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Sophomores learn about incarceration through May Term

Some sophomores will visit local prisons as a part of their May Term class. Creative Commons image: sophiahussain on Flickr.

By Brooke Hodge

This upcoming May Term, sophomores are going to learn about the California incarceration system through visiting courthouses, prisons and a rehabilitation center, while also learning about other local social issues such as housing and education. According the Director of Community and Civic Engagement Jessie Brugos, the focus of this portion of May Term is to educate sophomores about how the local criminal justice system contributes to the cycle of poverty.

 During the week, Sophomores will split into four groups. Two of the groups will be visiting San Quentin State Prison while the other two groups visit San Mateo County Jail and the Redwood City Courthouse. At the end of the week, the entire sophomore class will visit Delancey Street Rehabilitation Center.

Brugos said that during the week, sophomores are going to learn about the school-to-prison pipeline which is defined as “the disproportionate tendency of minors and young adults from disadvantaged backgrounds to become incarcerated.” The students will then see first-hand how the prison system contributes to the cycle of poverty. “There’s a real sad statistic about how where you go to school makes it that much more likely you might end up in the prison system. That’s just not a reality for the Menlo Community. To understand that and to see that is very different than to read numbers,” Brugos said.

Some sophomores described how stereotypes in media and television have generated their understanding about the incarceration system and prison environments. “I’ve never been to a prison, the only impression I have of it is from what I’ve seen in movies or on TV, so I’m really looking forward to seeing what a jail is really like,” sophomore Eavan Murray said.

Furthermore, many students are eager to learn about incarceration and criminal injustices and expand their perspective. “I’d like to learn about the racial injustices of the prison-industrial complex in the United States. I hope the school doesn’t avoid those tough conversations,” sophomore Alex Morgan said.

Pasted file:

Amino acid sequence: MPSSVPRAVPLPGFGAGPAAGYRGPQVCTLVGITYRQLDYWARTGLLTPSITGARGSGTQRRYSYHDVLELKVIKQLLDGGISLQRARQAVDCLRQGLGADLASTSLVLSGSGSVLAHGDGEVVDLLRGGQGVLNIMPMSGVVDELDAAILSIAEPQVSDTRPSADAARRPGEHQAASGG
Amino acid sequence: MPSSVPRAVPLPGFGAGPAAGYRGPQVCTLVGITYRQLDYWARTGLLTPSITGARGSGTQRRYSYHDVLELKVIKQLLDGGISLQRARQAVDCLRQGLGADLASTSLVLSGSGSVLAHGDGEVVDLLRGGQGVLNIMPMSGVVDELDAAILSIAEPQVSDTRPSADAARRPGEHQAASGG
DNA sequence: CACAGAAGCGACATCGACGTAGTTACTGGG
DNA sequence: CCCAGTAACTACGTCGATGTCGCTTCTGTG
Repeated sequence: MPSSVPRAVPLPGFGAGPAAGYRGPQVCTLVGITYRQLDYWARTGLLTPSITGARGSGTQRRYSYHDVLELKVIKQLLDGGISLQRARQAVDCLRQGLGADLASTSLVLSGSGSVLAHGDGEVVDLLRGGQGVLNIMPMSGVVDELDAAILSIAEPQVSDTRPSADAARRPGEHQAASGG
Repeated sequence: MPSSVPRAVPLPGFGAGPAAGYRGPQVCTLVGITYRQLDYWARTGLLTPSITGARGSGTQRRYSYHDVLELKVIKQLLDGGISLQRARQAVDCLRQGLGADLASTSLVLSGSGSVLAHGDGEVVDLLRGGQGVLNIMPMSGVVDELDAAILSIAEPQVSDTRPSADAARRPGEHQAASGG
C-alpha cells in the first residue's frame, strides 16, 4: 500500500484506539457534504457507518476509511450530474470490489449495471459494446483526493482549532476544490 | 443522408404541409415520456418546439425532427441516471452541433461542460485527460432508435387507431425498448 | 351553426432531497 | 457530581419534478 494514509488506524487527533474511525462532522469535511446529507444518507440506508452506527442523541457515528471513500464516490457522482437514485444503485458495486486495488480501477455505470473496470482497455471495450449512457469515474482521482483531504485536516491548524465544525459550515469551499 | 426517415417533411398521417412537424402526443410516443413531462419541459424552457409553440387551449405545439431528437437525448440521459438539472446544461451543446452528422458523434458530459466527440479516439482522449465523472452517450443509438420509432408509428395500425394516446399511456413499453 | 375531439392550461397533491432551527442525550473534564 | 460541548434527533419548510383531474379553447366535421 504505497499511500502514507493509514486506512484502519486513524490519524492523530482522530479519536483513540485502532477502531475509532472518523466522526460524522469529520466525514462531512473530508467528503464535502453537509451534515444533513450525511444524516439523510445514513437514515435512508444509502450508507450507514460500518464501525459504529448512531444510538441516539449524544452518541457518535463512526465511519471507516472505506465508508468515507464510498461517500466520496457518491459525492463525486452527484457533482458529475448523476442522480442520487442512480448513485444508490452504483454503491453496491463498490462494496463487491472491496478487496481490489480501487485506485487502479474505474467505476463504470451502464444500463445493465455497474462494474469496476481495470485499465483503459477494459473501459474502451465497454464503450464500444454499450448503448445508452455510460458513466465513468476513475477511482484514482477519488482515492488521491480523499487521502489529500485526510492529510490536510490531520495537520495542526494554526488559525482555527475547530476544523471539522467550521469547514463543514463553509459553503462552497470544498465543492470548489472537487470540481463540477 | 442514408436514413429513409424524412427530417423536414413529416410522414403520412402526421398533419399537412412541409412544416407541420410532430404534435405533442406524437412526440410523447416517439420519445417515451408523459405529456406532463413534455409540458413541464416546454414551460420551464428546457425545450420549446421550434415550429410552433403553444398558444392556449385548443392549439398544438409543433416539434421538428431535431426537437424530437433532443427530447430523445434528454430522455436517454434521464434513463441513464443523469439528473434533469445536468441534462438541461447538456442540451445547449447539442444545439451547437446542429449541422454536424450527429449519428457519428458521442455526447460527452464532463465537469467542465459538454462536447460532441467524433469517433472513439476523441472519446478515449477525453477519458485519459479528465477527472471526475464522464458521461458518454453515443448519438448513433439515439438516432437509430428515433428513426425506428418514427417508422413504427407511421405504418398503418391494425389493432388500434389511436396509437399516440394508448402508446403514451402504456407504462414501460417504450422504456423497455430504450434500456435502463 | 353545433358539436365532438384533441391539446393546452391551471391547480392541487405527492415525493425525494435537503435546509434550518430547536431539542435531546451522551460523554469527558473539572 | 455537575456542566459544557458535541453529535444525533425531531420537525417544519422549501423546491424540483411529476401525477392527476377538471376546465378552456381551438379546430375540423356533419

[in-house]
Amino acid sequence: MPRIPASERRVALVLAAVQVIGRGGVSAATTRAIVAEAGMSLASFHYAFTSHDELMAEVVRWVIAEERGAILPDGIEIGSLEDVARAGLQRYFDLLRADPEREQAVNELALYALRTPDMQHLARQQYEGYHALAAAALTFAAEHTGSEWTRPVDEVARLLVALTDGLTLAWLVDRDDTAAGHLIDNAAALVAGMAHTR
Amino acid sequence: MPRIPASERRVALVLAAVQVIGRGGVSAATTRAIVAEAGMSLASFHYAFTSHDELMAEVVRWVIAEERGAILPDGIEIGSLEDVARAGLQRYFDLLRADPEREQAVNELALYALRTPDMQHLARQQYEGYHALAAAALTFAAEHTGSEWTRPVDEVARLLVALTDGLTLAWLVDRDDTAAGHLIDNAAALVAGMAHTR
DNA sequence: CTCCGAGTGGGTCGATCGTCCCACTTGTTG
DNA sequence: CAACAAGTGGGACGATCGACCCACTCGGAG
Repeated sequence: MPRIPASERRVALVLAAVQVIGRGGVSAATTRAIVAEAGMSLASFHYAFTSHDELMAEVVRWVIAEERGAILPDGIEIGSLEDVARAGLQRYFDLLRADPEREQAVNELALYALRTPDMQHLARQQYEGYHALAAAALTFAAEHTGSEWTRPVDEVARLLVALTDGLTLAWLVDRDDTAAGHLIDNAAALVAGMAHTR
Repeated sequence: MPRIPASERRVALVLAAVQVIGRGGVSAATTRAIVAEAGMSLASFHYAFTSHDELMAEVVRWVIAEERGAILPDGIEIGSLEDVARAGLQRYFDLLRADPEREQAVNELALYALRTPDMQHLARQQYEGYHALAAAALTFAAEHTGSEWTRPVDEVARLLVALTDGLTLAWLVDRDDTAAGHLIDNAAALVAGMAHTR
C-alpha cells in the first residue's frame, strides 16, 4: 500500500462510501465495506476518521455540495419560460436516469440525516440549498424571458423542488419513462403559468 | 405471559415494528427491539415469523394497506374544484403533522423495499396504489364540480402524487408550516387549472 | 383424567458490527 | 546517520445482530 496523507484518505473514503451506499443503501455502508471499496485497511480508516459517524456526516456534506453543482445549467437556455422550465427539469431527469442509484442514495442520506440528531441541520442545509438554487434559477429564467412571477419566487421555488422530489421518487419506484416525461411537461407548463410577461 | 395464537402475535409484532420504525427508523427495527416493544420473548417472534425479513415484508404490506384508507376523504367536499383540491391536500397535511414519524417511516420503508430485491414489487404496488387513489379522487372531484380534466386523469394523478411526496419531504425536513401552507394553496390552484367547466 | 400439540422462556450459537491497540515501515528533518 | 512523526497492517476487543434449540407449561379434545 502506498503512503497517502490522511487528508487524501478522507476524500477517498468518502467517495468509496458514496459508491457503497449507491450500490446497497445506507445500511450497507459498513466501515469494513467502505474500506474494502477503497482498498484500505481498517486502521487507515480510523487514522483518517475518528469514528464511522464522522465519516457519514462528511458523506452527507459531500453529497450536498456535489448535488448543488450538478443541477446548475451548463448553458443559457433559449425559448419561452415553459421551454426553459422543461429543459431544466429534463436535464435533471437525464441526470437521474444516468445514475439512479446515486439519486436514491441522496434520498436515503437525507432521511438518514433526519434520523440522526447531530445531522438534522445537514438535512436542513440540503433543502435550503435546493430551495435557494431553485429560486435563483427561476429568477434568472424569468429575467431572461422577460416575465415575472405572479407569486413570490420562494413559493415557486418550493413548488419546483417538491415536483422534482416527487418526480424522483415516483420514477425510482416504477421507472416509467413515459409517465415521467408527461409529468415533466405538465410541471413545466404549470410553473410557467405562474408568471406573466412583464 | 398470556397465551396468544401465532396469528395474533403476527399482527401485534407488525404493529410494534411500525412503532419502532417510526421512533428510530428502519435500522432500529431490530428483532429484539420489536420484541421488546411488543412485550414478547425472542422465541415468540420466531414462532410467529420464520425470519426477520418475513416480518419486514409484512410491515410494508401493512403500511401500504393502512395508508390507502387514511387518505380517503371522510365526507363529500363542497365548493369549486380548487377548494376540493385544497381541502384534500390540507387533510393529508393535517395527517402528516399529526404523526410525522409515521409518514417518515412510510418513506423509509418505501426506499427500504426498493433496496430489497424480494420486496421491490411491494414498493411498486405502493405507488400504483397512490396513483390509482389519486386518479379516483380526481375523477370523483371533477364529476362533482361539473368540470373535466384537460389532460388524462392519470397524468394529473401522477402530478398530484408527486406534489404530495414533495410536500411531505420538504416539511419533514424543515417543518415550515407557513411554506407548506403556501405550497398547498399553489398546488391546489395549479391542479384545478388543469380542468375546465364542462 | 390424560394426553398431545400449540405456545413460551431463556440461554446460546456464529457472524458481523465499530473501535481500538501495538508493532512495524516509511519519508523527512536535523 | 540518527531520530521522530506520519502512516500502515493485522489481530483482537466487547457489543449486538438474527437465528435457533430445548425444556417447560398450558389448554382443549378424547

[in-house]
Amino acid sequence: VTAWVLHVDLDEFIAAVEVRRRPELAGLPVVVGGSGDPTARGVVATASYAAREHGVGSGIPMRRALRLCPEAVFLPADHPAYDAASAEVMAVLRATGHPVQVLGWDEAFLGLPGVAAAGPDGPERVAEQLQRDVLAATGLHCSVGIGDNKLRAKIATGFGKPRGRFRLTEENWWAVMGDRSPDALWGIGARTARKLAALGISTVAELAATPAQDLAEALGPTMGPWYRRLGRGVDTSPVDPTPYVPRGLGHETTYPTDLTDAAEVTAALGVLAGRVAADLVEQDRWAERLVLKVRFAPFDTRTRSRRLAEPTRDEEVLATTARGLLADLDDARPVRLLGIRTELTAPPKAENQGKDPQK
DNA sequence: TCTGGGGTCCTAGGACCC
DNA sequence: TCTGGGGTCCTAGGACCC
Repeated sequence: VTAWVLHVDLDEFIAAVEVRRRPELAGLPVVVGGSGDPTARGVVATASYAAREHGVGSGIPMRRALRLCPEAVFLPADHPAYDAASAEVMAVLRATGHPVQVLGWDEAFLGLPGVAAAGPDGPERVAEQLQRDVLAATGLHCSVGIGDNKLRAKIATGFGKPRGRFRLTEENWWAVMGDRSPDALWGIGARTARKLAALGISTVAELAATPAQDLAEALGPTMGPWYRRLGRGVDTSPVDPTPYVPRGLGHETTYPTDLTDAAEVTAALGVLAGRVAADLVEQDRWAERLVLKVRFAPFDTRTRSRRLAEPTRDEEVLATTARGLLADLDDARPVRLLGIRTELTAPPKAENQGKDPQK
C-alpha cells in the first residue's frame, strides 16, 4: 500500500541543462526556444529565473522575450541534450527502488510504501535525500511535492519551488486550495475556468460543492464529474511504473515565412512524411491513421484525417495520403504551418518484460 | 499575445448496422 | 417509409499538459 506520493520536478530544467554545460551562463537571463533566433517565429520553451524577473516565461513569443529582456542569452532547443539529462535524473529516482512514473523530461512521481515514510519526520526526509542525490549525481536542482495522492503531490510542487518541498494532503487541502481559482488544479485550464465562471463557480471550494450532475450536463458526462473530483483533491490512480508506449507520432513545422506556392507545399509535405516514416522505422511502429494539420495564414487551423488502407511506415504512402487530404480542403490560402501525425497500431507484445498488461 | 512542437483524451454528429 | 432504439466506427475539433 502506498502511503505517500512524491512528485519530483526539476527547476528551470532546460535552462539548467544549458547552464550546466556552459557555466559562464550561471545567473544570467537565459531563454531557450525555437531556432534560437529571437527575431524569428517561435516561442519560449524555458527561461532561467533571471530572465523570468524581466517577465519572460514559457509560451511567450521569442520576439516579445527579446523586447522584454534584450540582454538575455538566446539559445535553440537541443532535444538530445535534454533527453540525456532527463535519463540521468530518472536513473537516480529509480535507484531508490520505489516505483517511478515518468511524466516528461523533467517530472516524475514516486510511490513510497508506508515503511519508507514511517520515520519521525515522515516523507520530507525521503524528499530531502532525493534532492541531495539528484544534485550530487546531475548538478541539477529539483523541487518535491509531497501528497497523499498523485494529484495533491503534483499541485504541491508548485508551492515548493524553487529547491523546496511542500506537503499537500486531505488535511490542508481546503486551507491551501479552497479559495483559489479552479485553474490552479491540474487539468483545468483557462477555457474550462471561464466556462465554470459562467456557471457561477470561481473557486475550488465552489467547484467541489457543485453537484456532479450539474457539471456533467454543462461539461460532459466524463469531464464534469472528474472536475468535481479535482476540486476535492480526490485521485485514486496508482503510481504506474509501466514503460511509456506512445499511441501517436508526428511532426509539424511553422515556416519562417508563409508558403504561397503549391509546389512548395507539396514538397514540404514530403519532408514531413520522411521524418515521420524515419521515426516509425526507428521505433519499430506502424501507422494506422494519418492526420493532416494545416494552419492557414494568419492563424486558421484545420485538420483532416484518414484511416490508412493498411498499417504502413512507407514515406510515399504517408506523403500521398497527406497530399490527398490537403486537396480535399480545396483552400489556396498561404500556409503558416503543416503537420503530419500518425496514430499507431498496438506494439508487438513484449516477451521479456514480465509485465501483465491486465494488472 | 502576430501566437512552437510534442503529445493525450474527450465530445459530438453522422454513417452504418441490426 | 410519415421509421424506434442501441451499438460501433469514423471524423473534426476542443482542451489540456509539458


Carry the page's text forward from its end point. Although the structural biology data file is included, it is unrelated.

Similarly, sophomore Sophie Golub is looking forward to attaining a more truthful understanding of prisoners. “I think there are a lot of stereotypes about prisoners that are not always true, so I think it is such an amazing experience to be able to either confirm or deny those stereotypes,” she said.

Brugos says that sophomores are visiting these institutions because experiential learning gives individuals a very different understanding of issues than sitting in a classroom. She recalled seeing an arraignment during Knight School last year. “In the hour we were there, we saw an arraignment and we saw groups of [about] 12 –almost all– men of color brought in to be arraigned, and they were handcuffed, [wearing...] orange suits, and there was this sense of so much dehumanizing,” Brugos said.

“One of the people had his fiance or wife or girlfriend in the room and she was pregnant. [...] Personally seeing that is so different than a statistic. And to think about that child being brought into this reality, [...] there was a lot of sadness there. Just to see beyond the numbers and to put a face to the numbers is pretty powerful.”
Golub hopes to be able to meet some inmates during the visit to either the jail or prison. “I am looking forward to becoming comfortable with the uncomfortable because I think that meeting with inmates will help us have tough conversations about life and making mistakes and recovering from those mistakes, which I think will be super amazing,” said Golub.

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